Political leaders agree to hold long-delayed vote, potentially easing a political crisis that turned violent at times.
After months of deadlock, political leaders in Somalia have agreed that the country’s long-delayed presidential election will be held on October 10.
The office of Prime Minister Mohamed Hussein Roble unveiled the timetable for indirect parliamentary and presidential elections in a statement on Twitter, saying stakeholders had agreed to a road map for a vote following two days of talks in the capital, Mogadishu.
“I commend the leaders of the council and hope the election will be a peaceful and transparent one, based on the agreed-upon schedule and processes,” the prime minister said.
President Mohamed Abdullahi Mohamed, commonly known as Farmaajo and the leaders of Somalia’s five states had been unable to agree on the terms of a vote before his term lapsed in February, triggering an unprecedented constitutional crisis.
The political impasse exploded into violence in April when negotiations collapsed and the lower house of parliament extended the president’s mandate by two years, sparking gun battles on the streets of Mogadishu.
Under pressure, the president reversed the mandate extension and ordered his prime minister to reconvene with the state leaders to chart a fresh road map towards elections.
In May, the warring leaders announced plans to commence the multi-stage election process within 60 days, helping ease political tensions.
The timetable announced on Tuesday schedules elections for the upper house on July 25, and the lower house between August 10 and September 10. Both houses will then convene and a vote for the president will be held on October 10.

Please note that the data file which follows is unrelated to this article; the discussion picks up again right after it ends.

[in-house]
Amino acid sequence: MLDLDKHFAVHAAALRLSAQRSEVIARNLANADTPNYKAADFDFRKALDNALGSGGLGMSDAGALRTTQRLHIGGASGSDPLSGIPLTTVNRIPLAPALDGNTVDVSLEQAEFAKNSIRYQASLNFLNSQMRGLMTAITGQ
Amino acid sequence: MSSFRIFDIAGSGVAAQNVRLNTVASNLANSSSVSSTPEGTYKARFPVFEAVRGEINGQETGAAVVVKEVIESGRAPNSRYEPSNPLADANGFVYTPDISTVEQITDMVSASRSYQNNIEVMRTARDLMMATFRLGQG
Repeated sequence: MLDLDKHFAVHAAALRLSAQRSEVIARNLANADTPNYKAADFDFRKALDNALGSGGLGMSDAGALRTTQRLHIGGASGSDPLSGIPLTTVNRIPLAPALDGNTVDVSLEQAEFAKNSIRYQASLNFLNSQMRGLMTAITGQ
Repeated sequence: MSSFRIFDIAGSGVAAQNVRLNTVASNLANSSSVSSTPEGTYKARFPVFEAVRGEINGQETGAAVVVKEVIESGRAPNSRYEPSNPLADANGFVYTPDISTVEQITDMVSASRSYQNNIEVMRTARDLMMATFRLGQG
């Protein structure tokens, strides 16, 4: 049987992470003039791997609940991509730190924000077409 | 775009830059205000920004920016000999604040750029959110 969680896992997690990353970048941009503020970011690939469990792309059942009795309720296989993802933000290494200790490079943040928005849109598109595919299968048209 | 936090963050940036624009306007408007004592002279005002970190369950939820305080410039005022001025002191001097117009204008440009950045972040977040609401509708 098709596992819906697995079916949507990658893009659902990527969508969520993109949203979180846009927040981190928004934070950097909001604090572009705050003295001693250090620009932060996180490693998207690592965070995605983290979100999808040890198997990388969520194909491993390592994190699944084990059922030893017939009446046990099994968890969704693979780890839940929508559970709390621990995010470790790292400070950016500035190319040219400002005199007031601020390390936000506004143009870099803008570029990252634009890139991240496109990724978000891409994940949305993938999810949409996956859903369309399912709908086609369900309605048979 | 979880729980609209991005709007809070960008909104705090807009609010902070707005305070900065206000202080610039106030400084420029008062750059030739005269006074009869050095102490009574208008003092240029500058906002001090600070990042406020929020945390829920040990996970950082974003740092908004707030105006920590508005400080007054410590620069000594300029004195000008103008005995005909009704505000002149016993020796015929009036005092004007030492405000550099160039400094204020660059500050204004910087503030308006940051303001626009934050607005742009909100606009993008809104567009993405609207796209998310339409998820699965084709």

Somalia has not held a direct one-person, one-vote election since 1969, the year Siad Barre led a coup and went on to rule for twenty years.
Barre’s military government collapsed in 1991 and Somalia fell into anarchy, and repeat efforts to organise such a ballot since have been scuttled by security problems or lack of political will.
The upcoming election, like others past, follows a complex indirect model.
Special delegates, chosen by the country’s myriad clan elders, pick lower house MPs while senators are nominated by state presidents and then endorsed by local legislatures.
This election was to go further in terms of inclusivity, with double the polling locations and almost twice as many delegates voting as the last election in 2017.
Women candidates will pay less to register, Roble said, in the hope of boosting female electoral participation.